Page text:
We have all heard of arbitrage funds in the mutual funds space, but have you ever wondered how these arbitrage funds actually function. Before getting into the nuances of an arbitrage fund, we need to realize that arbitrage funds are classified as equity funds but for all practical purposes they are debt funds as they leverage on the interest spread between the cash and the futures market. As the name suggests, these funds arbitrage away the spreads between the cash market and futures market and make money out of the spread. Effectively, the fund manager buys equity shares and sells the stock futures on those shares. The premium, therefore, gets locked in as an assured profit till the date of expiry (last Thursday of the month). On that day the cash equity position is held on while the futures position is rolled over to the next month. The rollover premium becomes the monthly income for the fund and entire funds locked in the arbitrage are released when the total arbitrage position is liquidated or reversed in totality.
Let us understand the benefits of arbitrage funds and how they fit into your portfolio scheme of things:
It is interesting to understand how an arbitrage is actually done. Assume that Reliance stock quotes at Rs.1200 and Reliance Sep Futures is quoting at Rs.1209. The fund manager will therefore buy the Reliance stock at Rs.1200 and sell Reliance Futures at Rs.1209. This spread is also referred to as the Cost of Carry and it becomes the assured return for the fund manager. That translates into a return of 0.75% (9/1200) for a period of 1 month or roughly (9.38%) annualized returns. But the 9.38% returns are not earned by the fund. There is a transaction cost, statutory charges and operating cost that the fund needs to bear. All this will probably wipe off 1% from the returns and leave the investors with an annual return of around 8.38%. But what is so attractive about an 8.38% net return?
In terms of risk profile, the arbitrage fund is akin to a debt fund since the spread between spot and futures represents the one-month interest rates. This is because an arbitrage fund tends to operate on spread and does not assume any directional risk in the market. To that extent its returns are nearly assured, if not entirely assured. It is, therefore, more comparable with debt funds in terms of risk and return profile. That is where the big advantage comes in terms of tax implications. Arbitrage funds are treated as equity funds since they have over 65% exposure to equities. As a result dividends paid out by arbitrage funds attract DDT of just 10% and the dividends do not attract any tax at the hands of the investor. In terms of capital gains, arbitrage funds are subject to long term capital gains tax at 10% only above Rs.1 lakh per annum, while short term capital gains are taxed at a concessional rate of 15%. This raises the returns of arbitrage funds in post-tax terms vis-a-vis debt funds.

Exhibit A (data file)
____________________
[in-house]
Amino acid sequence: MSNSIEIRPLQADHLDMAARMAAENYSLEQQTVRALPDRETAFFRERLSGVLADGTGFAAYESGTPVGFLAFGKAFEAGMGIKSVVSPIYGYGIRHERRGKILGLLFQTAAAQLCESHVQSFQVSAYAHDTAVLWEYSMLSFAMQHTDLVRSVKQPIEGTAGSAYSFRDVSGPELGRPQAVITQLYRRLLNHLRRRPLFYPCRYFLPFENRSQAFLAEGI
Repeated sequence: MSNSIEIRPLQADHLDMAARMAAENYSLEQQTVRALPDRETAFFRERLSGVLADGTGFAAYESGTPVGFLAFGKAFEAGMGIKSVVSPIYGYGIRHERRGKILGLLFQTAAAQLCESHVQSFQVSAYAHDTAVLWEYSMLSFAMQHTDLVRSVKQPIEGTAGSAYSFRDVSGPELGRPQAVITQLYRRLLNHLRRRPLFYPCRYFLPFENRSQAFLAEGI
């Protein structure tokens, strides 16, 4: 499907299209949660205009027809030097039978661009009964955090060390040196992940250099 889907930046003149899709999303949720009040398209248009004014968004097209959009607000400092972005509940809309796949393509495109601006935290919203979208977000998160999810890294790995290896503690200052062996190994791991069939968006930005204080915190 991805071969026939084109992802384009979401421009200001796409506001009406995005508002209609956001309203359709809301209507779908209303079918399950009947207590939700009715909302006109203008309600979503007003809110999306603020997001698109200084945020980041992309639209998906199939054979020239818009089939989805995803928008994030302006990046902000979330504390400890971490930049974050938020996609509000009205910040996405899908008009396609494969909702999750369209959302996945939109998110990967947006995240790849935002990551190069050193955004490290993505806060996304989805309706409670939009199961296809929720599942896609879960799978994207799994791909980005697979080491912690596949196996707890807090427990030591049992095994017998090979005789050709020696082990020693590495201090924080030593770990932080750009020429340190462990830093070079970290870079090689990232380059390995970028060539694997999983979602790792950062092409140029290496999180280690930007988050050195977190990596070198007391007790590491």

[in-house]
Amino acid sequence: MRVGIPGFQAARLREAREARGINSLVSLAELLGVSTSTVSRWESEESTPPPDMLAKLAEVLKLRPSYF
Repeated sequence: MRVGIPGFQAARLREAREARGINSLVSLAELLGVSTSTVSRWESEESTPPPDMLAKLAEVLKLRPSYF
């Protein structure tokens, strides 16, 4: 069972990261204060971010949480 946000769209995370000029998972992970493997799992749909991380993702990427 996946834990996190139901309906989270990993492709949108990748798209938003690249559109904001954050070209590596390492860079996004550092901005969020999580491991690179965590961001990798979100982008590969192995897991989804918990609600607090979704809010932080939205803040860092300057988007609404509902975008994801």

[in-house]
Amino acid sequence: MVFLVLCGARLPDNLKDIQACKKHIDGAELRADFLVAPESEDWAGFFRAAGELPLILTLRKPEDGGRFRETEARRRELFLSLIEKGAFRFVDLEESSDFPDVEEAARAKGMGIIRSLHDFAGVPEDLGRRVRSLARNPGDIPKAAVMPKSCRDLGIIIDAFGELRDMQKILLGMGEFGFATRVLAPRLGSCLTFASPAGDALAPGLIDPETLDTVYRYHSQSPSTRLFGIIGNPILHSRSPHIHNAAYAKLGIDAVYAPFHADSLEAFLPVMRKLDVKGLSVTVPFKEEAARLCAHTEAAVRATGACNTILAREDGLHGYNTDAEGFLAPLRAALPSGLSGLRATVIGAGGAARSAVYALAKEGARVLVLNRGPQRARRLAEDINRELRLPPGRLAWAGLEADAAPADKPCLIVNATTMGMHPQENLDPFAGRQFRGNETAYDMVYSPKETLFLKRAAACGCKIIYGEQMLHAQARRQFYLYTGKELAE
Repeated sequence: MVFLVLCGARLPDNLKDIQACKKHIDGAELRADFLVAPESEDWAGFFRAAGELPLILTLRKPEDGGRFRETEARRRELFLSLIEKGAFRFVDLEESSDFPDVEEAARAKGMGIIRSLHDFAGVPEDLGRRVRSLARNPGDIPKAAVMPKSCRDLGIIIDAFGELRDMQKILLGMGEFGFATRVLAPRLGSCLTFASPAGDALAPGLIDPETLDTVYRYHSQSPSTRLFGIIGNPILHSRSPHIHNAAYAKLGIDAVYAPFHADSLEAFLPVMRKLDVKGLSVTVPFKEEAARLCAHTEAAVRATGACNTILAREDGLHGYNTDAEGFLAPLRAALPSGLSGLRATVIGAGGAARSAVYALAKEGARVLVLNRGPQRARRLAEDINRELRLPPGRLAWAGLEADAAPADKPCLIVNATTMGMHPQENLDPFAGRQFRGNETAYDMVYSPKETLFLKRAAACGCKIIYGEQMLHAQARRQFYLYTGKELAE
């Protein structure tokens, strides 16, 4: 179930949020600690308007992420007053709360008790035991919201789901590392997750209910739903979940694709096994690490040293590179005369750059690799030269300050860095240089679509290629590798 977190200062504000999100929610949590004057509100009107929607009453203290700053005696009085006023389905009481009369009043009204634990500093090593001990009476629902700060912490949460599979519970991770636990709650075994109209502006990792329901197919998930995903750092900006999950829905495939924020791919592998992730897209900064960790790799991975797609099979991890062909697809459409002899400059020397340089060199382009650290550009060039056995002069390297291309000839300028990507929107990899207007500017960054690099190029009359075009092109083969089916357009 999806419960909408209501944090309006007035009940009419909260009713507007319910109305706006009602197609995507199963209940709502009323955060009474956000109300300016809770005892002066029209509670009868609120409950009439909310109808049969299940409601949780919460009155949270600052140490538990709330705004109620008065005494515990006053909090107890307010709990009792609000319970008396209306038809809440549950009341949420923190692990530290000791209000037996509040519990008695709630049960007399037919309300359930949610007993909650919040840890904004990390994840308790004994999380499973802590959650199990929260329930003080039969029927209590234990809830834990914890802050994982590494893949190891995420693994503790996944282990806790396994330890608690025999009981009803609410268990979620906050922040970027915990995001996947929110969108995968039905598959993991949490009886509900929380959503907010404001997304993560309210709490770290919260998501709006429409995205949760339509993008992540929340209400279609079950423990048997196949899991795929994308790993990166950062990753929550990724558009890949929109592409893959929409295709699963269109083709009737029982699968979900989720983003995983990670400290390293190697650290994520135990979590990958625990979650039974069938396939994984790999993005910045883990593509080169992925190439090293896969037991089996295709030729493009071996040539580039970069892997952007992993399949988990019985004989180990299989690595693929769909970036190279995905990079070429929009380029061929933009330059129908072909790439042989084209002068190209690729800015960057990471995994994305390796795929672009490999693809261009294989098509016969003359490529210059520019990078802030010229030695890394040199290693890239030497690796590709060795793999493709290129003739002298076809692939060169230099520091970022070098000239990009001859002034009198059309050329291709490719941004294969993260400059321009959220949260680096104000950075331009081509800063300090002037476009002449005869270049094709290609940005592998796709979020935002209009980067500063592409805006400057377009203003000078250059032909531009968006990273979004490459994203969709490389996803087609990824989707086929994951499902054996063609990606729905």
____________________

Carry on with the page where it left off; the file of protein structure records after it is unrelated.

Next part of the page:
Alpha refers to excess returns that a fund can earn over and above what the general market earns. But, how do you generate alpha in an arbitrage fund? In debt funds, the scope for alpha is limited since interest rates and credit quality tends to impact all debt funds equally. However, in case of arbitrage funds there is scope for Alpha and that can be used by fund managers to earn their extra return for their fund. There are two specific cases where alpha can be drawn from arbitrage funds.
Dividend arbitrage is a popular way of gaining alpha in arbitrage funds. Since futures do not earn dividends, the futures price tends to quote at a discount to the extent of dividend. If the fund manager expects that the actual dividend will be higher than the historic dividend then he can bet on the current spread. This happened when PSUs were giving higher dividends at the behest of the government. This created an opportunity for arbitrage fund managers to bet on higher dividend and earn higher arbitrage spreads.
The second way to earn alpha is to bet on market volatility. When markets become volatile, the spreads in many stocks tend to become negative due to aggressive short selling. This is normal when the VIX goes up sharply. Fund managers can use this opportunity to proactively unwind their arbitrage position and earn additional returns due to the volatility.
Arbitrage funds are actually attractive when you add up the tax benefits. Alpha can also be extracted from arbitrage funds when the markets are very volatile. In arbitrage funds, you have a product that is smart and compelling for conservative investors. It may be time to look at arbitrage funds more seriously as a value enhancer.
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